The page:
The Labour Party ran a more rational but superficially less appealing campaign based on improving the material conditions of society for the majority of people. The policy plans for an extensively redistributive tax system, for example, matched the rhetoric about addressing growing social inequality, as well as a social reality. But the current climate of right-wing anti-intellectualism, widespread disillusionment with the political establishment and increasing public disengagement from democracy doesn’t prompt a rational exploration of policy proposals and any analysis of potential consequences for society from many people.
22 thoughts on “Propaganda techniques part one: Glittering Generalities – language and the New Word Order.”
Reblogged this on | truthaholics.
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Sorry I had prematurely published this by accident, hit the publish button instead of update. But hopefuly the reblog link still works, and thanks 🙂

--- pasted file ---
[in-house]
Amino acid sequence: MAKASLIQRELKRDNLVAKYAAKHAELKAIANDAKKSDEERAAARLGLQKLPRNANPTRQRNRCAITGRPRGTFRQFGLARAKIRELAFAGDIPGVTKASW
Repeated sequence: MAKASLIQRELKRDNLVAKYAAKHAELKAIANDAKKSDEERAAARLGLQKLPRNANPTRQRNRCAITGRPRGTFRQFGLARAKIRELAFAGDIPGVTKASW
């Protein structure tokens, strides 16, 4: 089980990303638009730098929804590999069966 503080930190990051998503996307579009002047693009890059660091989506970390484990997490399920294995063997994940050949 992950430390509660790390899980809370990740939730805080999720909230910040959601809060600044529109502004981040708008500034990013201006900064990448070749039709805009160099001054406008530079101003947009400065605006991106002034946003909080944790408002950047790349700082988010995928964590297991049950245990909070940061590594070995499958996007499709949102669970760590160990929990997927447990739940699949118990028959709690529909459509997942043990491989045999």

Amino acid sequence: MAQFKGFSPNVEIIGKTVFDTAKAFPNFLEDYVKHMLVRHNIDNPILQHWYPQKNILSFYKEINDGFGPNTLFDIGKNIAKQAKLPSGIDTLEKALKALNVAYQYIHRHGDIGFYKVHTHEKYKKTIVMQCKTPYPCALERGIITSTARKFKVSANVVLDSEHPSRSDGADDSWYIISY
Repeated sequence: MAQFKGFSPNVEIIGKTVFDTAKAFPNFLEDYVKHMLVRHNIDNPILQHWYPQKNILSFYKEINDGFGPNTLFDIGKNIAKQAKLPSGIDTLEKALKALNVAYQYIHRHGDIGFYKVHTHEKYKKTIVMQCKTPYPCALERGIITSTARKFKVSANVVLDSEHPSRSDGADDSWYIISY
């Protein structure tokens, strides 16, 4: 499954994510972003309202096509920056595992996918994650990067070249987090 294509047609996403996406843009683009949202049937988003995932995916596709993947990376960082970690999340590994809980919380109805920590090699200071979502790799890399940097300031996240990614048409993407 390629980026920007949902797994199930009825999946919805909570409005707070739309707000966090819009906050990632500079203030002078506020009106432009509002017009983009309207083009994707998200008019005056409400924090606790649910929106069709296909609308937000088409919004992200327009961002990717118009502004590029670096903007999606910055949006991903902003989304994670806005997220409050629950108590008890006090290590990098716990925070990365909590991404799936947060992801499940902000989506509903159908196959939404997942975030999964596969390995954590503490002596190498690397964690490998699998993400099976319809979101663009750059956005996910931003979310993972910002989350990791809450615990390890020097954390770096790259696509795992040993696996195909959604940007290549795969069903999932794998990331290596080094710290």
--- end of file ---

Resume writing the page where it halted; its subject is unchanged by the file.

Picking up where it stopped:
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nothing to be sorry for its a superb article 🙂
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Many thanks for this, most interesting.
Obviously political parties hire experts to try manipulate perceptions to win votes.
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It might have helped if you’d included a few concrete examples of the techniques you’re describing, otherwise the reader easily becomes lost in fog of abstractions. Also your Labour Party bias unfortunately shows near the end of what is otherwise an interesting exposition.
I’ve believe i did show examples. Also i support labour for reasons I’ve outlined throughout my articles, rather than it being a “bias.” I’m rational and present reasoned judgments as an adult. 🙂
Every writer writes from a perspective, I’m very open and honest about my own and I also write from a clear, ethical position. I don’t apologise for my politics or perspective. I write a lot from a sociological perspective, and use a frame work of social psychology a lot, I don’t apologise for that either. Nor do I expect you to apologise for you anti-labour bias.